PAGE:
“I said, from a long-term view, it’s going to grow around us,” Marrino said. “Well, it’s here now.”

LoSo resident Brantley Weeks has lived in the neighborhood for seven months. Weeks, 33, lives in an apartment across from the Scaleybark Station and takes the light rail every day into uptown for his job.

Although his proximity to the light rail stop is convenient for his commute, it wasn’t what initially drew him to LoSo. 

“I love breweries, and the breweries are accessible,” Weeks said. “I’m excited to see what’s going to move in with all this new construction everywhere.” 

Chattanooga-based State of Confusion opened around the corner from Weeks’ apartment on Dewitt Lane last month. Manager Jameson Putnal told The Ledger that he hopes the addition of State of Confusion to LoSo encourages other businesses to move in. 


Chattanooga-based restaurant State of Confusion opened on Dewitt Lane in LoSo on April 17. It boasts a rooftop dining area and a menu that includes dishes from Peru, New Orleans and the Carolina Lowcountry.

The area’s potential is what drew State of Confusion to LoSo, Putnal says, and the restaurant’s industrial and “weathered” exterior was designed to honor the neighborhood’s history as a warehouse district. 

Another example of developers’ domination? Announcements of new restaurants, bars and businesses opening in the area capture the excited attention of media and area residents, but not everybody sees the development as purely positive.

Across the street from Olde Meck sits Protagonist Brewery, which has been in LoSo for about three years. Charlotte native Matt Davis, a manager at Protagonist, says he worries the city’s artistic roots are disappearing as businesses from out of town take over not just LoSo, but Charlotte as a whole.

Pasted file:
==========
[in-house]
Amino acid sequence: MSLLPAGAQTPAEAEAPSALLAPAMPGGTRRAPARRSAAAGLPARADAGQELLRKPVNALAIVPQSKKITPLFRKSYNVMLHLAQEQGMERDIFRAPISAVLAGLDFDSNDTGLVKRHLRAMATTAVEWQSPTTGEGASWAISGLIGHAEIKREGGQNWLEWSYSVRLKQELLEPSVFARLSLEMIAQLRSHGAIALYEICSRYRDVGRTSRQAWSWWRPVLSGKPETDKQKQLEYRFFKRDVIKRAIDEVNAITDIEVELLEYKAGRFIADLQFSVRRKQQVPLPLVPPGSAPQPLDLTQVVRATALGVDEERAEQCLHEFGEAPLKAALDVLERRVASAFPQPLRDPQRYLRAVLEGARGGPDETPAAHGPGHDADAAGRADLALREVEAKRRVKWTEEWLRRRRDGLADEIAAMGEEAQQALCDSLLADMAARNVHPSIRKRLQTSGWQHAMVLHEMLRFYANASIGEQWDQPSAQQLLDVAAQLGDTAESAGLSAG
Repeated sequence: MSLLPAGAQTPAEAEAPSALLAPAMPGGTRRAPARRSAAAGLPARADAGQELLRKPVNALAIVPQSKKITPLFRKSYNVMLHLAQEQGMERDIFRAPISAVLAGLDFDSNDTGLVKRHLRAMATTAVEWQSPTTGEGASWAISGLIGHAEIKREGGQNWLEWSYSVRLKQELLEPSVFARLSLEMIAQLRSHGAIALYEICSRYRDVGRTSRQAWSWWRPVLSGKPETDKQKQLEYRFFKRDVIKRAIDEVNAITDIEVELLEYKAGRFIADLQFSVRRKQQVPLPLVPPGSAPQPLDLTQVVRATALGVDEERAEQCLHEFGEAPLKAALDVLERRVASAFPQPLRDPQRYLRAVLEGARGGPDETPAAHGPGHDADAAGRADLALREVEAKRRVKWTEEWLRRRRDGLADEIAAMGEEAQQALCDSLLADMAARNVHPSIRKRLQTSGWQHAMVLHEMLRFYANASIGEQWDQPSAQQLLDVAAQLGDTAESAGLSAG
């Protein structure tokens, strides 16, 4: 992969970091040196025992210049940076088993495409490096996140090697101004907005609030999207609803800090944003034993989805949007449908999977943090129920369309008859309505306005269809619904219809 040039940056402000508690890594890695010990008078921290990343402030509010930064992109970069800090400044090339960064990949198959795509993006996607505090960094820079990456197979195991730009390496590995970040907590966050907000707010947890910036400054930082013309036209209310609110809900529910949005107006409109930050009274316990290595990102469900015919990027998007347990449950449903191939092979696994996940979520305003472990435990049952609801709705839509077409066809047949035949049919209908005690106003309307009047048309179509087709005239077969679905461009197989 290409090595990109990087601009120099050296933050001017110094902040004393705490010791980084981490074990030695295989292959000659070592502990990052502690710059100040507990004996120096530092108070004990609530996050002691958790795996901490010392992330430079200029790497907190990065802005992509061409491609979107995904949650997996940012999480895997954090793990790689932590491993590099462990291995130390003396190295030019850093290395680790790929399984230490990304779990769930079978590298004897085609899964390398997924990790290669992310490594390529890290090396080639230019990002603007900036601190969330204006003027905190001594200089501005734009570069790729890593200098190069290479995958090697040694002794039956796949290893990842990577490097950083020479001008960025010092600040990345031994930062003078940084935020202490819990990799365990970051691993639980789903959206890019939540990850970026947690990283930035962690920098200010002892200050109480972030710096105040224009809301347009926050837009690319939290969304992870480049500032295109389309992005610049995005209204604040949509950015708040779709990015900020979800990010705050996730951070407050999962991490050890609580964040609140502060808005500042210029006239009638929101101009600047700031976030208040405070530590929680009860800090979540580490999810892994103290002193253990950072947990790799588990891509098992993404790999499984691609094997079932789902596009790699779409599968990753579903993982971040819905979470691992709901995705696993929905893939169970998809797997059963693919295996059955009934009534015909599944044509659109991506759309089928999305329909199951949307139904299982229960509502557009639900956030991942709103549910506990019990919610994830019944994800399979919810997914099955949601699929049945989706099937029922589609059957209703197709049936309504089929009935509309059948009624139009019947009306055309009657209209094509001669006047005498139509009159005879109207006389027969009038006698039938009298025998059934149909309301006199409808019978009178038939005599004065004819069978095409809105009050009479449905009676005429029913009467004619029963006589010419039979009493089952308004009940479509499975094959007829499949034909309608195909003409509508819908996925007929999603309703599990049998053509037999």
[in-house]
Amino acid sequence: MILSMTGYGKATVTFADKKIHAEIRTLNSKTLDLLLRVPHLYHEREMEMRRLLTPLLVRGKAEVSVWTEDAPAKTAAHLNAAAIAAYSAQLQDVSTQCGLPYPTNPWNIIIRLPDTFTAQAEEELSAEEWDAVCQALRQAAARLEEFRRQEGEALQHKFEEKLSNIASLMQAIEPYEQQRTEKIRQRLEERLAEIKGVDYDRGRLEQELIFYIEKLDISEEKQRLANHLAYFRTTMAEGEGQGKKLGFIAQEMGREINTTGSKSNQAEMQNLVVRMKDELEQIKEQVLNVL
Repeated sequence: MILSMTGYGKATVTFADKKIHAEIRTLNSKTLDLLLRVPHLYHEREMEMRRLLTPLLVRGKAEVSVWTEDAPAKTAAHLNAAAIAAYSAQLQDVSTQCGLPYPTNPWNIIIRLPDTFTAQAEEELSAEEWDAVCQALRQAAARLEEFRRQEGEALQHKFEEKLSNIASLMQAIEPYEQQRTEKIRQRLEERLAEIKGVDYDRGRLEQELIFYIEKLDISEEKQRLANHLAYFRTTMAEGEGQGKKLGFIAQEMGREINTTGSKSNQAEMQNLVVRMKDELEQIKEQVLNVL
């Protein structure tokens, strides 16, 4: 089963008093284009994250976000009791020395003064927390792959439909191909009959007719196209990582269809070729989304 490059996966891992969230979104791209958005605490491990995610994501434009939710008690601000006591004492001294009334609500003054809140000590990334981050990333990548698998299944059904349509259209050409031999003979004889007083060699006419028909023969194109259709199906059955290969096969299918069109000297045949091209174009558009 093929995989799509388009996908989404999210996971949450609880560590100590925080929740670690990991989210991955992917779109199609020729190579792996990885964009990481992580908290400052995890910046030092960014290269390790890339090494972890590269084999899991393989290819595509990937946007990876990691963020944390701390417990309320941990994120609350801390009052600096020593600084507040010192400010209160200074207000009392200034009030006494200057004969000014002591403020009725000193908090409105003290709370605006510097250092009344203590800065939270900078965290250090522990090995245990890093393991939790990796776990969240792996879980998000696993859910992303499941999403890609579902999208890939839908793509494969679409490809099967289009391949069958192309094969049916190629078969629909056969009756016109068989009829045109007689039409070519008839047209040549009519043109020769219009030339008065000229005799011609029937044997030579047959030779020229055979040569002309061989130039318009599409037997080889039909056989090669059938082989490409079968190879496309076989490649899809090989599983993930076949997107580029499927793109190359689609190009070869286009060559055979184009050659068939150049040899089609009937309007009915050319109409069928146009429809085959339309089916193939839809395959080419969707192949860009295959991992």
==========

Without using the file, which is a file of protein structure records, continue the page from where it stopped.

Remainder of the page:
“As a native who spent all my life here, when they started painting over the graffiti — money from out-of-state has come in and carved away everything that mattered to the locals,” Davis said. Developers “slapped some breweries in, which are fine if you have the money, but it costs $200 a night to go out.”

He says he believes Charlotte has become a “pay-to-play city,” and he worries that visitors and people moving in from other parts of the country aren’t aware of what’s happening to the city’s roots. 

“The pandemic gave fertile ground for wealthy, out-of-town people to come in and carve up the artistic parts of the city,” Davis said. “Someone from out of town might look at these businesses and think, ‘Oh, they’re small businesses.’ These are created by investors. These aren’t small business romance stories.”

‘LoSo’ was almost a no-go: Settling on a name for the neighborhood didn’t come without some controversy. 

Marrino of Olde Meck recalls a push several years back to call the area “Queens Park,” but he was a staunch advocate for “LoSo,” which he argued was short and catchy — like NoDa in north Charlotte. 

The naming drama caught fire in local media, with Axios Charlotte (then Charlotte Agenda) publishing an opinion piece in 2016 with the ranty headline: “LoSo: The death of neighborhood names in Charlotte.” 

The Charlotte Observer’s Charlotte Five had its own take in 2019, calling LoSo “a generic, soulless neighborhood name.”

Lindsey Banks is a staff reporter for The Ledger. Reach her at lindsey@cltledger.com 

Share This